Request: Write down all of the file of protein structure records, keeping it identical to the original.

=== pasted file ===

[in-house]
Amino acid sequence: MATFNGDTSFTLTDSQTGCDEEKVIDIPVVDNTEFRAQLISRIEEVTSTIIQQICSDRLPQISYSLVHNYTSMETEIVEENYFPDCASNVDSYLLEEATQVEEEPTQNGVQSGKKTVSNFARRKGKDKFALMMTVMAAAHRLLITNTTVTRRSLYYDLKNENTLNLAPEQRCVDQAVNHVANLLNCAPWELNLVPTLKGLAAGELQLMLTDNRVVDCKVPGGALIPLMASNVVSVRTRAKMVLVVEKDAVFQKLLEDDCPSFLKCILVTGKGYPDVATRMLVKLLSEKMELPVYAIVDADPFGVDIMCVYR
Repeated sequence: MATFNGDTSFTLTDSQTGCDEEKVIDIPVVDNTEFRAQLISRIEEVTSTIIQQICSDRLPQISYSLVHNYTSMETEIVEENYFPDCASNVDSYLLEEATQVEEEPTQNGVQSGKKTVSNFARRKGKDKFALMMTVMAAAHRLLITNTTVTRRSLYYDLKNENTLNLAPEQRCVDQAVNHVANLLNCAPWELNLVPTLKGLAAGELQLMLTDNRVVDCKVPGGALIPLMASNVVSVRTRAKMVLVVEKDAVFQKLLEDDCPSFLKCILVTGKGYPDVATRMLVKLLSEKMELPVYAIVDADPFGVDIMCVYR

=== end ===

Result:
[in-house]
Amino acid sequence: MATFNGDTSFTLTDSQTGCDEEKVIDIPVVDNTEFRAQLISRIEEVTSTIIQQICSDRLPQISYSLVHNYTSMETEIVEENYFPDCASNVDSYLLEEATQVEEEPTQNGVQSGKKTVSNFARRKGKDKFALMMTVMAAAHRLLITNTTVTRRSLYYDLKNENTLNLAPEQRCVDQAVNHVANLLNCAPWELNLVPTLKGLAAGELQLMLTDNRVVDCKVPGGALIPLMASNVVSVRTRAKMVLVVEKDAVFQKLLEDDCPSFLKCILVTGKGYPDVATRMLVKLLSEKMELPVYAIVDADPFGVDIMCVYR
Repeated sequence: MATFNGDTSFTLTDSQTGCDEEKVIDIPVVDNTEFRAQLISRIEEVTSTIIQQICSDRLPQISYSLVHNYTSMETEIVEENYFPDCASNVDSYLLEEATQVEEEPTQNGVQSGKKTVSNFARRKGKDKFALMMTVMAAAHRLLITNTTVTRRSLYYDLKNENTLNLAPEQRCVDQAVNHVANLLNCAPWELNLVPTLKGLAAGELQLMLTDNRVVDCKVPGGALIPLMASNVVSVRTRAKMVLVVEKDAVFQKLLEDDCPSFLKCILVTGKGYPDVATRMLVKLLSEKMELPVYAIVDADPFGVDIMCVYR